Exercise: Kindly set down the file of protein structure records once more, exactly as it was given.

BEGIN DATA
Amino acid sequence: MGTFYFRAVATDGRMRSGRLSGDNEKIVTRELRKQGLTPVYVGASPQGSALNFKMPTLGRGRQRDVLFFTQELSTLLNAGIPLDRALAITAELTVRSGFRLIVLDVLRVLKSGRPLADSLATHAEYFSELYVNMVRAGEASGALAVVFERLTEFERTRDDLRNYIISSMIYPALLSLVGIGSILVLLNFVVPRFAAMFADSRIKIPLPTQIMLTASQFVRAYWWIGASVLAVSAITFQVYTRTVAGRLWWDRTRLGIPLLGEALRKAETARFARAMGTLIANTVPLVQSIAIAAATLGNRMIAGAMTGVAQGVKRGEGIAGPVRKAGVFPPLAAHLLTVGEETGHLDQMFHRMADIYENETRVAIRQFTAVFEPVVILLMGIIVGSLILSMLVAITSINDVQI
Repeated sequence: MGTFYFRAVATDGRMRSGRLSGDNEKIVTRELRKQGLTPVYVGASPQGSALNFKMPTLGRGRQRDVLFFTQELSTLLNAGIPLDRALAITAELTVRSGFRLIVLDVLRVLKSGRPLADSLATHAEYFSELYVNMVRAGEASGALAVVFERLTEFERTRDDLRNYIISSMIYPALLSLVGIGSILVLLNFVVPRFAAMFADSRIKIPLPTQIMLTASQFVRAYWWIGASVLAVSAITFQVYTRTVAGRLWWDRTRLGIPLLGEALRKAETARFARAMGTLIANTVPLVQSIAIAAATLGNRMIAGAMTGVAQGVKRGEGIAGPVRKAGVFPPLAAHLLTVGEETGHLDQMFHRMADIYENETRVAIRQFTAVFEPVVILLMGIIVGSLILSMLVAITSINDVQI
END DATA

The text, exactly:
Amino acid sequence: MGTFYFRAVATDGRMRSGRLSGDNEKIVTRELRKQGLTPVYVGASPQGSALNFKMPTLGRGRQRDVLFFTQELSTLLNAGIPLDRALAITAELTVRSGFRLIVLDVLRVLKSGRPLADSLATHAEYFSELYVNMVRAGEASGALAVVFERLTEFERTRDDLRNYIISSMIYPALLSLVGIGSILVLLNFVVPRFAAMFADSRIKIPLPTQIMLTASQFVRAYWWIGASVLAVSAITFQVYTRTVAGRLWWDRTRLGIPLLGEALRKAETARFARAMGTLIANTVPLVQSIAIAAATLGNRMIAGAMTGVAQGVKRGEGIAGPVRKAGVFPPLAAHLLTVGEETGHLDQMFHRMADIYENETRVAIRQFTAVFEPVVILLMGIIVGSLILSMLVAITSINDVQI
Repeated sequence: MGTFYFRAVATDGRMRSGRLSGDNEKIVTRELRKQGLTPVYVGASPQGSALNFKMPTLGRGRQRDVLFFTQELSTLLNAGIPLDRALAITAELTVRSGFRLIVLDVLRVLKSGRPLADSLATHAEYFSELYVNMVRAGEASGALAVVFERLTEFERTRDDLRNYIISSMIYPALLSLVGIGSILVLLNFVVPRFAAMFADSRIKIPLPTQIMLTASQFVRAYWWIGASVLAVSAITFQVYTRTVAGRLWWDRTRLGIPLLGEALRKAETARFARAMGTLIANTVPLVQSIAIAAATLGNRMIAGAMTGVAQGVKRGEGIAGPVRKAGVFPPLAAHLLTVGEETGHLDQMFHRMADIYENETRVAIRQFTAVFEPVVILLMGIIVGSLILSMLVAITSINDVQI